191 F2d 639 Guessefeldt v. McGrath

191 F.2d 639

88 U.S.App.D.C. 383

McGRATH, as successor to the Alien Property Custodian et al.

No. 10600.

United States Court of Appeals, District of Columbia Circuit.

Argued March 8, 1951.
Decided May 3, 1951.
Writ of Certiorari Granted Oct. 8, 1951.
See 72 S.Ct. 52.

Robert F. Klepinger, Washington, D.C., for appellant.

Ralph S. Spritzer, Washington, D.C., of the Bar of the Court of Appeals of New York, pro hac vice, by special leave of Court, with whom Asst. Atty. Gen., Harold I. Baynton and George B. Searls, Attorney, Department of Justice, Washington, D.C., were on the brief, for appellees.

George Morris Fay, U.S. Atty., and Joseph M. Howard, Asst. U.S. Atty., Washington, D.C., also entered appearances for appellees.

George Eric Rosden, Washington, D.C., filed a brief as amicus curiae, urging reversal.

Before EDGERTON, CLARK, and PROCTOR, Circuit Judges.

CLARK, Circuit Judge.

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This is an appeal from the United States District Court for the District of Columbia. Appellant brought his suit in that court for the return of property vested pursuant to Section 5(b) of the Trading With the Enemy Act, 55 Stat. 839, 50 U.S.C.A.Appendix, § 5(b).


[88 U.S.App.D.C. 384] The complaint states, inter alia, that the appellant was born in Germany in 1870 and that he is still a citizen of that country. The appellant has been a resident of Hawaii since 1896, but he is not a citizen of the United States. The complaint alleges that he was present in Germany between April 1938 and July 1949, but that his stay in Germany after the outbreak of World War II was involuntary. It is further alleged that the appellant committed no act hostile to the interests of the United States during the enforced stay.


The Attorney General moved to dismiss the complaint on the ground that the appellantS German citizenship, without more, disqualifies him from recovery under the Act. The District Court so held, 89 F.Supp. 344, and the basis of that decision was Section 39 of the Act, 62 Stat. 1246, 50 U.S.C.A.Appendix, § 39, which declares in part: 'No property or interest therein of Germany, Japan, or any national of either such country vested in or transferred to any officer or agency of the Government at any time after December 17, 1941, pursuant to the provisions of this Act, shall be returned to former owners thereof or their successors in interest, and the United States shall not pay compensation for any such property or interest therein.' (Emphasis supplied.)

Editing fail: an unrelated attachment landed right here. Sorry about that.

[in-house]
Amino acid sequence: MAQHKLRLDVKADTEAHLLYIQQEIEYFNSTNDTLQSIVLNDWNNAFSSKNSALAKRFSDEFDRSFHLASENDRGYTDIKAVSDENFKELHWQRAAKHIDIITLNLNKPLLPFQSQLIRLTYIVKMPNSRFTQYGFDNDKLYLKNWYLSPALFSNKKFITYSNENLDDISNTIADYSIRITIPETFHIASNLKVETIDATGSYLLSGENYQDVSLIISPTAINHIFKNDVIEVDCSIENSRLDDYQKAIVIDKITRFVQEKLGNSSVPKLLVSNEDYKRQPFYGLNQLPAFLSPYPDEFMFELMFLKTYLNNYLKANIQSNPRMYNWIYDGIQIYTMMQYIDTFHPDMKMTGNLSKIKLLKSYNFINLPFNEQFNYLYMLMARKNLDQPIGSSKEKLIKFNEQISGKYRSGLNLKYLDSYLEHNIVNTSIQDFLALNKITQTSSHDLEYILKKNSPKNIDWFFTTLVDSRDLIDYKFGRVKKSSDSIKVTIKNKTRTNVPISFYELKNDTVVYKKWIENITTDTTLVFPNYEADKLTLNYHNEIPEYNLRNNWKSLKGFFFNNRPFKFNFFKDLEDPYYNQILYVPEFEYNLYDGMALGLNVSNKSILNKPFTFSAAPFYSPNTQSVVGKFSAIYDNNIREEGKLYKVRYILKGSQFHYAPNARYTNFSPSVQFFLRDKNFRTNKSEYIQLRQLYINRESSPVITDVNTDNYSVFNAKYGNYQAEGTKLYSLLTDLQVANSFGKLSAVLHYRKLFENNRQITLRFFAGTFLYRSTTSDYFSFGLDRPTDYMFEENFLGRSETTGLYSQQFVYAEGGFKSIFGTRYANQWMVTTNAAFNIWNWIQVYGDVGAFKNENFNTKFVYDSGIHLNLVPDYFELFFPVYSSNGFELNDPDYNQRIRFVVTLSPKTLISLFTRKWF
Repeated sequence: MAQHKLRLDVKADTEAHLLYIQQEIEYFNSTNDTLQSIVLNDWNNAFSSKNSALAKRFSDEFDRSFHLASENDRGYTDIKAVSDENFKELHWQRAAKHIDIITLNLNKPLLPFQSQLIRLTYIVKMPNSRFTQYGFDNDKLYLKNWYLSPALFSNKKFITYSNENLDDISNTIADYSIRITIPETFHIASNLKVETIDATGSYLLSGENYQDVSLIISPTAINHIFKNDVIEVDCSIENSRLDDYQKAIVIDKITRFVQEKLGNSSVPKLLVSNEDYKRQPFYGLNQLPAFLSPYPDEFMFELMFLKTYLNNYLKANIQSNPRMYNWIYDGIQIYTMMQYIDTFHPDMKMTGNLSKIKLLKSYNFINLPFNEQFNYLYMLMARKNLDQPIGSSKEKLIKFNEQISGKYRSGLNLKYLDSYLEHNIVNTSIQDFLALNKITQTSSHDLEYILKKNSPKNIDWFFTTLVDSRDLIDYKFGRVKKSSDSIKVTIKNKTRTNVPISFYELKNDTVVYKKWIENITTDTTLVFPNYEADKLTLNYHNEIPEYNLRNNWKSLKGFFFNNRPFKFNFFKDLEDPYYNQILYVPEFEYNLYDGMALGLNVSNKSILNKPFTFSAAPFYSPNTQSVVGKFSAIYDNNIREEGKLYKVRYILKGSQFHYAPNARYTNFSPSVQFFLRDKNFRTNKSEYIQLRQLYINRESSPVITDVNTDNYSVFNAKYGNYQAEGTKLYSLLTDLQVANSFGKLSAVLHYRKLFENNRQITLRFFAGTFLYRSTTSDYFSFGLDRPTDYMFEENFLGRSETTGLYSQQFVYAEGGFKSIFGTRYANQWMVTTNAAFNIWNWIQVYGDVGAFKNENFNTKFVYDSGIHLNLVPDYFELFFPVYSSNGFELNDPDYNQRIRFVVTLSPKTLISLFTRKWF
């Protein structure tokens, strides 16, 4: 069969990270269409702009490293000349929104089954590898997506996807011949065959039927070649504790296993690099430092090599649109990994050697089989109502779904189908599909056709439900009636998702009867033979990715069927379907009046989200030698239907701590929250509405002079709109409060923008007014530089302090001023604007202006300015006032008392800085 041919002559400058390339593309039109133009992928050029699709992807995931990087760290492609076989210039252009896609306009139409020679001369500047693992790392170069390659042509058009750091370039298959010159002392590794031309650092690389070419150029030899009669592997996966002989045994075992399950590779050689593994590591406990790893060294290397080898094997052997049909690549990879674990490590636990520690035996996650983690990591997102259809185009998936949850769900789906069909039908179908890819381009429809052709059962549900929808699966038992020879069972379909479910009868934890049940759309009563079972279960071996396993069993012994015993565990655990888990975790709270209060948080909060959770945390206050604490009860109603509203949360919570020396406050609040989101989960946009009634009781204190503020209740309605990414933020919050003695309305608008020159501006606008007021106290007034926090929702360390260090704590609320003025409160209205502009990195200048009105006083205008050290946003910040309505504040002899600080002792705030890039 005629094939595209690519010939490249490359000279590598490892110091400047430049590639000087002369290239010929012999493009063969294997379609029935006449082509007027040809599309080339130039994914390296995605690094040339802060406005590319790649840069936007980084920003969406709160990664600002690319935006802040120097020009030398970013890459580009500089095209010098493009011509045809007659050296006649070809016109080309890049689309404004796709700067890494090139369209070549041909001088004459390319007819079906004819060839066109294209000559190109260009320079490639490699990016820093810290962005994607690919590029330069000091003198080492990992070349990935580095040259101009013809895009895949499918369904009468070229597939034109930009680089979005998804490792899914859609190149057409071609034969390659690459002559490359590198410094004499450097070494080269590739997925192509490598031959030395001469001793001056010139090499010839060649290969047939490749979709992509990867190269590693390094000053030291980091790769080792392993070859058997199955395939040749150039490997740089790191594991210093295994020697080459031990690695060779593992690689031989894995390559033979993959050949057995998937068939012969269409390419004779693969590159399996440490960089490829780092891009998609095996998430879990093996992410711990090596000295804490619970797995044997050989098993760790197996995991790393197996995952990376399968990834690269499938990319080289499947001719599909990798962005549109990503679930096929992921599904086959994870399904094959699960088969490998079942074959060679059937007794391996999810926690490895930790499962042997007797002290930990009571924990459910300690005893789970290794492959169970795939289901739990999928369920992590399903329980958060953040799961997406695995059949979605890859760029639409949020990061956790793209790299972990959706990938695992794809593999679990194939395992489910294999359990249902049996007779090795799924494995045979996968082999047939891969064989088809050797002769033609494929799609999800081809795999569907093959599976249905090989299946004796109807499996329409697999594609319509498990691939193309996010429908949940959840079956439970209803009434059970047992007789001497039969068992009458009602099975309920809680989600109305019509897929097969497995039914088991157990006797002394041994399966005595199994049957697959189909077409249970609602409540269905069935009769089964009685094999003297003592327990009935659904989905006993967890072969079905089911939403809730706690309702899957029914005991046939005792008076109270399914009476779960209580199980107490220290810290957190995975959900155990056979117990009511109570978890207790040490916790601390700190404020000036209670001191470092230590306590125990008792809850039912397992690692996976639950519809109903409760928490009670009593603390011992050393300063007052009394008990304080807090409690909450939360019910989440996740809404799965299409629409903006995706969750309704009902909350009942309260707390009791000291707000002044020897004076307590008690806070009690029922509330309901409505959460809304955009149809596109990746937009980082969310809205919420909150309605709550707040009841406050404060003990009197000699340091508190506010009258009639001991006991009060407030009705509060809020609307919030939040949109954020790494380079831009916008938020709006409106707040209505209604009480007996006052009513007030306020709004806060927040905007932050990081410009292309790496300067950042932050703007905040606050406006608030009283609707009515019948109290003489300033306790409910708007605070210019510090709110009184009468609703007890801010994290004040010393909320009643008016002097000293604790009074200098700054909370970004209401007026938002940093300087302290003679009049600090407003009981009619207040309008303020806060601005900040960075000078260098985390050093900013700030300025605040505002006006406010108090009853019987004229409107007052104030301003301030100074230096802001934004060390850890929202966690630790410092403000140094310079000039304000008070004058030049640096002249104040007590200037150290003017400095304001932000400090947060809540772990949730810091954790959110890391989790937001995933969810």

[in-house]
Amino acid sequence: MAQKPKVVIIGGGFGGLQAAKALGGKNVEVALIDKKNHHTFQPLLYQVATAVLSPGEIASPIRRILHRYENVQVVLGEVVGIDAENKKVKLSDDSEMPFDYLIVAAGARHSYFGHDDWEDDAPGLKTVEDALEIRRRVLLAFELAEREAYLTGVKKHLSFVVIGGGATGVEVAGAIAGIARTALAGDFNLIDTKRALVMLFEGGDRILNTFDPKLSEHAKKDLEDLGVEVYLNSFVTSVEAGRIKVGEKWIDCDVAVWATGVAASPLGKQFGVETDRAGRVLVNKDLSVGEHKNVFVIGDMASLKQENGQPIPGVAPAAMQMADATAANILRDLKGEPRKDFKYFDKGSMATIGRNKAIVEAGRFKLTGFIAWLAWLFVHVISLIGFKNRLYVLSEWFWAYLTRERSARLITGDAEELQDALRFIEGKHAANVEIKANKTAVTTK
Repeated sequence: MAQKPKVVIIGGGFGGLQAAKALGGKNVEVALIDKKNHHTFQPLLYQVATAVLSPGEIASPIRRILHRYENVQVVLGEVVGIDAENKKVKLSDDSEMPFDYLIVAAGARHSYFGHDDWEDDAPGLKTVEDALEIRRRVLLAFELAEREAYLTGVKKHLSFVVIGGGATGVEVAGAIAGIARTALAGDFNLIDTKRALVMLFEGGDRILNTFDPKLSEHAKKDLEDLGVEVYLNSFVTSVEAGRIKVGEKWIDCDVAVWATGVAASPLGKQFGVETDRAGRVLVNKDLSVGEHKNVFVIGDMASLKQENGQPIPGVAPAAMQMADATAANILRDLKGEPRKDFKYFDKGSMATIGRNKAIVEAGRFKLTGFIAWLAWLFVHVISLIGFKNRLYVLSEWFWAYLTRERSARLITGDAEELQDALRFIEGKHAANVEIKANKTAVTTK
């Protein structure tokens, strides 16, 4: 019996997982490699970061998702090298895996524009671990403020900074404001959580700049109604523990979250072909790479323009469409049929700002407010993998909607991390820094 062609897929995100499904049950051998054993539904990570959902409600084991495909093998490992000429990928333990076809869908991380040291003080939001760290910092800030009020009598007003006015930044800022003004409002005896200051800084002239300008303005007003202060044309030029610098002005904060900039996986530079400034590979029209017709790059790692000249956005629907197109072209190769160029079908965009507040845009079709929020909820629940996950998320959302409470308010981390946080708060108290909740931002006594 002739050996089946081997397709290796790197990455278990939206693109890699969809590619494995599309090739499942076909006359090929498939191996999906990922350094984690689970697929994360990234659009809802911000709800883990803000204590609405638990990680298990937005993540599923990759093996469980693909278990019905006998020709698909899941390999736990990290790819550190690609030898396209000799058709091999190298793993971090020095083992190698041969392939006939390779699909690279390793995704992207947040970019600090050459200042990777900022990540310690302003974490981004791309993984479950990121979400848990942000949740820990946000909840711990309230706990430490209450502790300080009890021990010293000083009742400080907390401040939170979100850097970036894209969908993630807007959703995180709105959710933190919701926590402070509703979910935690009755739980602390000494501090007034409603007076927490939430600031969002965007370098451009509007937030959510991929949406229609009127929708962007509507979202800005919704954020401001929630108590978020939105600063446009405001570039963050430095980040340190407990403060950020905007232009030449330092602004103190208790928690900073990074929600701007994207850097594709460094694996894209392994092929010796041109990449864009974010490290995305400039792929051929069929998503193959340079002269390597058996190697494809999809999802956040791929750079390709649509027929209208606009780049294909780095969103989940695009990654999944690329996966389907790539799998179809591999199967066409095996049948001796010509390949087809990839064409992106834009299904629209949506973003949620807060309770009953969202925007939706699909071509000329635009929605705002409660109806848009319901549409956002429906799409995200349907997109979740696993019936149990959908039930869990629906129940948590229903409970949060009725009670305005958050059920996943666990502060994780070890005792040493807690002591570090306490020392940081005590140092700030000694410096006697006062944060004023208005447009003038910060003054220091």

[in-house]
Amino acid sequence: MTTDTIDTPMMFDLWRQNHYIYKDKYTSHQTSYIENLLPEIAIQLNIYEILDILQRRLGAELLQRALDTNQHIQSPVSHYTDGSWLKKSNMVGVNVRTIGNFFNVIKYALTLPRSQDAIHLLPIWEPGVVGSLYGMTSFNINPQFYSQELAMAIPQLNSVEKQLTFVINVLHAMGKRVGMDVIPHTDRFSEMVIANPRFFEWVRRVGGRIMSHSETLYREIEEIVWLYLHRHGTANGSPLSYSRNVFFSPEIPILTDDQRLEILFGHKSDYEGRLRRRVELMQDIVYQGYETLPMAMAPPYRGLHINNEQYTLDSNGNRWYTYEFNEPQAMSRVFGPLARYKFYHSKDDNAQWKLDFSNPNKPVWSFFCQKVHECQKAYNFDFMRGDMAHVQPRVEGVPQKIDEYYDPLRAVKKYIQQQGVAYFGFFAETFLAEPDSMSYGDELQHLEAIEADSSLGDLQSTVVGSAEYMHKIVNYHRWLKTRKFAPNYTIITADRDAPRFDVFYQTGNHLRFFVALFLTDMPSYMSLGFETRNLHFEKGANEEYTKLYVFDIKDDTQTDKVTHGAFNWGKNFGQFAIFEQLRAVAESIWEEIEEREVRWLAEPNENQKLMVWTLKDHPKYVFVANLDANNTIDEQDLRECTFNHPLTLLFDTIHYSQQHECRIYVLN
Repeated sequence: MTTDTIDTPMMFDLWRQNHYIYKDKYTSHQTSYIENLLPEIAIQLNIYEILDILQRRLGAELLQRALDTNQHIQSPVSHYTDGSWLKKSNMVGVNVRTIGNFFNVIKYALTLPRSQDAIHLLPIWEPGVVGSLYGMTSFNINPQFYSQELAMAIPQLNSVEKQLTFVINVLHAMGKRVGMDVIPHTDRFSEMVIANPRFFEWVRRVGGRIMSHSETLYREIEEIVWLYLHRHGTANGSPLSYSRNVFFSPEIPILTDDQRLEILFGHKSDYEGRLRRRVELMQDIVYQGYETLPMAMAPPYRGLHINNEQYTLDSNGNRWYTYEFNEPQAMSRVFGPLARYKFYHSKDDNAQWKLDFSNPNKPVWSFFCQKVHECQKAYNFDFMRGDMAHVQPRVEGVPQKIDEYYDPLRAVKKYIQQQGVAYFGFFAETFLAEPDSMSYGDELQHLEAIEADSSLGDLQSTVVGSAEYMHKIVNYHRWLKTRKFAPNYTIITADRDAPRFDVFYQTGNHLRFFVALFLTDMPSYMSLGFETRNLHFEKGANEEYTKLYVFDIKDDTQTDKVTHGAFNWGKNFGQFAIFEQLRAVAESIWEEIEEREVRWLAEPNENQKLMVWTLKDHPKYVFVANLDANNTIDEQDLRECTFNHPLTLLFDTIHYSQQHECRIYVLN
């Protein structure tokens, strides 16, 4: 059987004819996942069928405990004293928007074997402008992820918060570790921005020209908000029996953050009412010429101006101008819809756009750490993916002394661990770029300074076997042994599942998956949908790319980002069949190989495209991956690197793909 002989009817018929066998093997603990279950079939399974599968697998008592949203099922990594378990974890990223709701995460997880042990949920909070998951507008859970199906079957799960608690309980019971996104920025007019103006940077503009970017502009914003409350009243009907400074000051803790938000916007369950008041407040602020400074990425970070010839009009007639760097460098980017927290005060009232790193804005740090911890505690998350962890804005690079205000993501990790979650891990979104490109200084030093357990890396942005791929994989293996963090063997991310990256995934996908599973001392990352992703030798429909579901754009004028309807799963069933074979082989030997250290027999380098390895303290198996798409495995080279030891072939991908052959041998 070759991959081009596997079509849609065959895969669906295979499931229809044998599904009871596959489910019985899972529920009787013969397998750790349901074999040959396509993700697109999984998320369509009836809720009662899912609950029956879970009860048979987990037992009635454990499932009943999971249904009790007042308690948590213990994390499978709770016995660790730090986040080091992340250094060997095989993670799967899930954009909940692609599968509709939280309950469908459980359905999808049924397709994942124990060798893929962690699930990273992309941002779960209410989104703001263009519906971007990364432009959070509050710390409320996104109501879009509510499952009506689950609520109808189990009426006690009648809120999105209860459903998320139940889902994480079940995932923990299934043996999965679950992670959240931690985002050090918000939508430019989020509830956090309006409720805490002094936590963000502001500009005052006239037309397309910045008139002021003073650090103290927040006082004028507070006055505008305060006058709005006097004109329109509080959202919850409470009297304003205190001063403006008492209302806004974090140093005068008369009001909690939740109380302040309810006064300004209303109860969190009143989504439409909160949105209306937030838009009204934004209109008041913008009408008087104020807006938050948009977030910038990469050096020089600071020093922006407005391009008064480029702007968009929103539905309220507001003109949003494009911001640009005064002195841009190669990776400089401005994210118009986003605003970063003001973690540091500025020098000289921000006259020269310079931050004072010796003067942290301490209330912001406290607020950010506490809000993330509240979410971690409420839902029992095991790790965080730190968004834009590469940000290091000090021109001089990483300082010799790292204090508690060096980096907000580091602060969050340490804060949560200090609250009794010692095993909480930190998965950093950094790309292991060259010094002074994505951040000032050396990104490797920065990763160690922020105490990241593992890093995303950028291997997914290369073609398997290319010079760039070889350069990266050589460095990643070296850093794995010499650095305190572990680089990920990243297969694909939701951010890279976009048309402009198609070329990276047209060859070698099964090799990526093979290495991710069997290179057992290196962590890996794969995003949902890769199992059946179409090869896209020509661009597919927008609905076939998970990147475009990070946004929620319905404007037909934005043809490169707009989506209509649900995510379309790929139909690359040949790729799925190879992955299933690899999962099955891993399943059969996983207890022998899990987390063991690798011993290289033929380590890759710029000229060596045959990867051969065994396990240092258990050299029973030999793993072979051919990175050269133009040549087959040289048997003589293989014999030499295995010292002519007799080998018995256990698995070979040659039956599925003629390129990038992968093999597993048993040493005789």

The appellant brings this suit under Section 9(a) of the Act, 42 Stat. 1511, 50 U.S.C.A.Appendix, § 9(a). The lower court decided that the appellant would be entitled to the return of this property under that section of the Trading With the Enemy Act, supra, except for Section 39 of the Act. McGrath v. Zander, 1949, 85 U.S.App.D.C. 334, 177 F.2d 649 which affirmed the rule in Stadtmuller v. Miller, 2 Cir., 1926, 11 F.2d 732, 45 A.L.R. 895.


The issue before us then is simply this, has Section 39 of the Act, which prohibits return of World War II vested property to a national of Germany, prevented recovery of such property by a German citizen. We must conclude that the present law precludes a recovery. Although we can sympathize with the situation in which the appellant finds himself, the statute is quite specific. Concededly the appellant is and always has been a German citizen, and a citizen is necessarily a national of the country of which he is a citizen (here Germany). See Miuuki Okihara v. Clark, D.C. Hawaii 1947, 71 F.Supp. 319, and Executive Order 8389, Section 5 E(i), 5 Fed. Reg. 1400 (1940), as amended by Executive Order 8785, 12 U.S.C.A. § 95 a note, 6 Fed.Reg. 2897 (1941). Executive porder No. 9193, Section 10(a), 50 U.S.C.A.Appendix, § 6 note, 7 Fed.Reg. 5205 (1942) incorporates the definition of the term 'national' as used in Executive Order 8389 supra. Consequently, Section 39 operates as a complete bar to the appellant's suit.


The appellant has called to the attention of this Court the opinion by Judge Lindley of the Seventh Circuit in Kagu Nagano v. McGrath, 1951, 187 F.2d 765.


The facts, we must conclude, are almost identical, but we regret that we cannot reach the same ultimate conclusion. The Court of Appeals for the Seventh Circuit has nonetheless, to a large extent, anticipated our decision. There, our brethren, speaking through Judge Lindley, said: 'Therefore, by act of Congress, the word 'national' as defined in the Executive orders approved by Congress, includes any person who is a citizen of a foreign country. Thus, if Section 39 is to be taken at its literal face value, it is the law that a citizen of Japan is a national of that nation and that as such plaintiff may not recover her property even though Section 9(a) giving her right of action has not been expressly repealed.'